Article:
Theresa May has stated her intention to trigger Article 50 on March 29, but what exactly will happen when Brexit formally starts this Wednesday?
Here’s a quick and easy explanation of the key points.
Implementing The Article 50 Notification
The Prime Minister’s draft of Article 50 is fairly simple, all she needs to do is put into writing the UK’s intention to leave the European Union. This is then delivered to the President Of The European Council.
The formal notification is based upon Article 50 of EU law, it is the starting point to leave and start the two-year exit terms negotiation process.
Posting The Article 50 Notification
Once the notification is finalised, the Prime Minister could simply email it to the European Council President.
However, with a moment of this magnitude, the choice of delivery seems more likely to be a letter to Brussels.
The EU’s Reaction Upon Receiving Article 50
European Council President Donald Tusk has tweeted “Within 48 hours of the UK triggering Article 50, I will present the draft #Brexit guidelines to the EU27 Member States.”
The EU Parliament will then meet in early April to state their views on the process and negotiations.
The European Union leaders are then set to meet on April 29 to discuss the UK’s Article 50 trigger and to decide the key negotiation points.
The Exit Countdown Begins
As soon as Article 50 is triggered, a two-year countdown begins to when the UK will cease to be an EU member.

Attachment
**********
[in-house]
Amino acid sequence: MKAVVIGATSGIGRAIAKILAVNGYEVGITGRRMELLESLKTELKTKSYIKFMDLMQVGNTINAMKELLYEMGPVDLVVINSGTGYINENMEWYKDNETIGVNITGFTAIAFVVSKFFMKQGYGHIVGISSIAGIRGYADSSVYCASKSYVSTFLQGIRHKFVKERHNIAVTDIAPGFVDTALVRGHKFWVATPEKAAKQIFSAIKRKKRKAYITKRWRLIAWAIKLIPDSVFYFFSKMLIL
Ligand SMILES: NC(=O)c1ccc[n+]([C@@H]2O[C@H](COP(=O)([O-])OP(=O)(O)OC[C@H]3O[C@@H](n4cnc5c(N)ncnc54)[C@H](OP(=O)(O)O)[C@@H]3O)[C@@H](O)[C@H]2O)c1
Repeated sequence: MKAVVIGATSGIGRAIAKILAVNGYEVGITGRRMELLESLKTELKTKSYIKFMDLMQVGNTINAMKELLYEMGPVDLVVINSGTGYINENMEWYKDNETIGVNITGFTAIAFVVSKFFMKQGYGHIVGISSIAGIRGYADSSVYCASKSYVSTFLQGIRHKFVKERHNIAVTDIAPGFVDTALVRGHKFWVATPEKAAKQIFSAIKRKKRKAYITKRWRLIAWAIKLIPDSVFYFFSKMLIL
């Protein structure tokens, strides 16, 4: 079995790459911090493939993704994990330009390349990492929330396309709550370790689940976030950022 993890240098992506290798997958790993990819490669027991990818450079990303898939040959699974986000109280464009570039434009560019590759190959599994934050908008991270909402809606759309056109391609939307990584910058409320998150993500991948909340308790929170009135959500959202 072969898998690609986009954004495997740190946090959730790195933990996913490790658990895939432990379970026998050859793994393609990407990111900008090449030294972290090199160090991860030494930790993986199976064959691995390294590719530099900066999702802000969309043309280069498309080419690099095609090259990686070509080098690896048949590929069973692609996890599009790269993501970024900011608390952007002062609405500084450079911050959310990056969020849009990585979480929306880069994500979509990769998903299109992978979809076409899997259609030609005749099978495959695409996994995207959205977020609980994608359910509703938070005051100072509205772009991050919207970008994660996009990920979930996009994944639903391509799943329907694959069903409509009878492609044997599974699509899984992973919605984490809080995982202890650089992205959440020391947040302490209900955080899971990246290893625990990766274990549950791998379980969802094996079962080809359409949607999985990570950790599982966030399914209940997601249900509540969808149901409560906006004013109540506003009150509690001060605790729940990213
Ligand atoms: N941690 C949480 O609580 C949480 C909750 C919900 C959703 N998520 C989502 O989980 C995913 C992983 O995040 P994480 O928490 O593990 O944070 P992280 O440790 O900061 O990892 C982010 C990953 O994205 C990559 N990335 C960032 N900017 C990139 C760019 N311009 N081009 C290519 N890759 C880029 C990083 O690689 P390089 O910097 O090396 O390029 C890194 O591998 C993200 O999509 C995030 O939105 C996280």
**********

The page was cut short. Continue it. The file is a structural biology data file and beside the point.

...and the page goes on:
The UK / EU negotiations must be concluded in this period – although agreement could be struck to extend negotiations if all 27 EU countries deem it necessary.
The Formalising Of Negotiation Points
Following the meeting of EU leaders, several months are likely to pass before formal negotiations begin between the EU and UK. The final EU leader summit is currently scheduled for June 22, where the negotiation process will be agreed upon.
This negotiation mandate will then be handed to the EU’s “Task Force 50” in early September. They’ll be responsible for the negotiating.
The Negotiation Process
Given the current timeframe, real negotiations won’t be underway until towards the end of 2017. That then gives a little over a year and a bit to finalise the Brexit before the March 29 2019 deadline.
Some commentators have predicted the process could take years, so an extension to the negotiation period could be possible. That could mean Brexit takes much longer.
The UK’s Actual Exit
Despite triggering Article 50, it doesn’t mean the UK will instantly stop being a member of the European Union.
In fact, they’ll remain EU members for the entire two-year negotiation process. Once the negotiations have concluded on March 29 2019, only then will the UK cease to be an EU member. If the negotiations don’t conclude in time, an extension will have to be agreed upon.
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